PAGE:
communications log, "tel" microformat? (was Re: [uf-discuss] Paving the cowpaths?)

Tantek Ç elik tantek at
Thu Nov 24 10:25:36 PST 2005

Simon, welcome to the list!

A quick re-use thought on your question:

Is a communication log simply a special case of a web log?

Perhaps consider using hAtom for the top level structure (list of dated

In addition, you *may* have just pointed out that there is a need for an
elemental "tel" microformat which we could create in the same way that we
extracted "geo" and "adr" microformats from hCard.

I'm curious, do people think there are sufficient examples of "naked" phone
numbers on the web (outside of contact information for a specific person or
organization) to justify the creation of an elemental "tel" microformat to
mark them up explicitly?

In the mean time, as Ryan King as pointed out, there is nothing stopping you
from simply marking up your phone calls using semantic class names, which
you could re-use from hCard, to note the phone number in particular, e.g.:

<span class="tel">+1.415.555.1212</span>

With that plus the hAtom structures, you may have enough for your
"communications log".

Hope that helps,


On 11/24/05 10:13 AM, "Ryan King" <ryan at> wrote:

> On Nov 24, 2005, at 6:45 AM, Simon Kittle wrote:
>> Hi,
>> I've a question regarding microformats and whether they might be
>> applicable
>> to a problem I'm trying to solve.  As I read the 'process' on the
>> microformat wiki I come up against things which seem to deem them
>> unsuitable, but I wanted to post to ask the experts.
>> The (initial) problem I'm trying to solve is that of storing a log of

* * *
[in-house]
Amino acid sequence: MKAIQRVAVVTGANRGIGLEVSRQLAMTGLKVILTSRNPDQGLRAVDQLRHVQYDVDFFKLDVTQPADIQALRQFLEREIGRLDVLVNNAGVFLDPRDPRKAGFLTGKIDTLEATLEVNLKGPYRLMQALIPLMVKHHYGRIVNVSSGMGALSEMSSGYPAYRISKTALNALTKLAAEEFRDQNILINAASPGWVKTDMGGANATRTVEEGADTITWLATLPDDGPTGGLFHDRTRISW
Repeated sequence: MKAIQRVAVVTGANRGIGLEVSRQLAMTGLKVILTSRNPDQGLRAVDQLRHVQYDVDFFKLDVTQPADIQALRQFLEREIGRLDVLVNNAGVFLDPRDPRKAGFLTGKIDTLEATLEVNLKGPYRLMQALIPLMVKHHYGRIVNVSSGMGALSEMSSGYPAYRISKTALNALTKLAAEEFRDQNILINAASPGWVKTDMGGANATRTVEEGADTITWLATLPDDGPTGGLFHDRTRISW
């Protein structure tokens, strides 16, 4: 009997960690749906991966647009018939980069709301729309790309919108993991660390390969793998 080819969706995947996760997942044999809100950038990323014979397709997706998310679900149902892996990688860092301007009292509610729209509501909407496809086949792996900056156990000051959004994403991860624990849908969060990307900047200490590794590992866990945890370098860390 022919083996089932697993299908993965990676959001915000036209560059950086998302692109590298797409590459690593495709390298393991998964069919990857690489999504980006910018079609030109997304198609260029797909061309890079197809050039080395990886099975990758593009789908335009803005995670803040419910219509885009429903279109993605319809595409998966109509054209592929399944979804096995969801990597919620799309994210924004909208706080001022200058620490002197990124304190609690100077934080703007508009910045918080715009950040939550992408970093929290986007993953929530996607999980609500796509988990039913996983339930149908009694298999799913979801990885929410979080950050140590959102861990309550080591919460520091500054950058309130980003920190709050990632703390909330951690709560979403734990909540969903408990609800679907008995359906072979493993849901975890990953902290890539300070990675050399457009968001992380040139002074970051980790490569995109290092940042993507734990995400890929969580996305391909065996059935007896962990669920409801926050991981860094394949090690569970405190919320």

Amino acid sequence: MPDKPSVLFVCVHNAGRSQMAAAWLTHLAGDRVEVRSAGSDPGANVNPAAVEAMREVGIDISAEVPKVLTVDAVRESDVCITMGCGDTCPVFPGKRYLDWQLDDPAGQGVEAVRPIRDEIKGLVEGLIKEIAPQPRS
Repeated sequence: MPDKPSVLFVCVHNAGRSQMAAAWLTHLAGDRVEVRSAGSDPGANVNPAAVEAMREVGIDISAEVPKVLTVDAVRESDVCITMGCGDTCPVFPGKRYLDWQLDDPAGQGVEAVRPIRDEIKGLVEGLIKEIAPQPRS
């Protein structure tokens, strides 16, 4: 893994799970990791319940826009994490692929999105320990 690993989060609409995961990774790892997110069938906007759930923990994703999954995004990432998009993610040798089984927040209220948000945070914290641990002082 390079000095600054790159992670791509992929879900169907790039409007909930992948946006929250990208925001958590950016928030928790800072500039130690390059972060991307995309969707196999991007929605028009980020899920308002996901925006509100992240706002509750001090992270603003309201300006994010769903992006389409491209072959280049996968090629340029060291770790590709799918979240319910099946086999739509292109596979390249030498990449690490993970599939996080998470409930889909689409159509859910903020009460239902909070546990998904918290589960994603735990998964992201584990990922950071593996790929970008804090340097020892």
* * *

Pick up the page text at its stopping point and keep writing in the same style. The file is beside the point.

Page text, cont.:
>> telephone calls made and received in a structured manner.  I'm
>> guessing this
>> hits a problem straight away in that it's not really a cowpath.
>> People
>> don't generally do this at the moment - although, many people keep
>> these
>> records, they just don't publish them. (And they are usually
>> incomplete
>> because they're just the "last 50 calls" list on a phone.)
> So, maybe there's no need for  µF here, but you could still take the
> Semantic XHTML approach in solving this problem. Remember, µFs are an
> outgrowth of semantic XHTML in general
>> I keep a "last 6 months call list" and find it really useful. (It's
>> in CSV
>> at the moment, from my smartphone)  I also keep notes on some calls (a
>> 'communications log' with all those pesky utility companies, is the
>> most
>> common type).  What I do at the moment is "publish" that in OneNote
>> which is
>> disconnected to the source calls list and a bit of hard work to
>> maintain.
>> I've seen other people keep these kind of notes too, some in an ultra
>> organised fashion (MS Journal), and some in a less organised fashion.
>> What I'd like to do is have these events hanging from a timeline -
>> preferrably one searchable, linkable, and preferably in a format
>> both human
>> readable (first) and then also machine readable.  This is where the
>> blog
>> comes in.  A blog running on my local PC storing all this info.
>> The ultimate vision is obviously far more than storing notes on a
>> few phone
>> calls.  A log of all exercise done perhaps. (Currently in a
>> notebook, but
>> more usefully as part of a time-orientated info repositary
>> browseable by me
>> and processable by my machines.
>> Given that microformats are about paving them cowpaths, and given
>> that this
>> isn't one in the sense that people aren't blogging like this now, am I
>> barking up the wrong tree?  In many ways the structing of XHTML that
>> microformats provides is so well suited I wanted to post and get some
>> thoughts.
> Like I say above, there's probably not room here for a microformat
> (how many people is 80% of one person, anyway?), but you could
> certainly store and/or publish your data in semantic xhtml, using
> microformats where appropriate.
> -ryan
> --
> Ryan King
> ryan at
> _______________________________________________
> microformats-discuss mailing list
> microformats-discuss at

More information about the microformats-discuss mailing list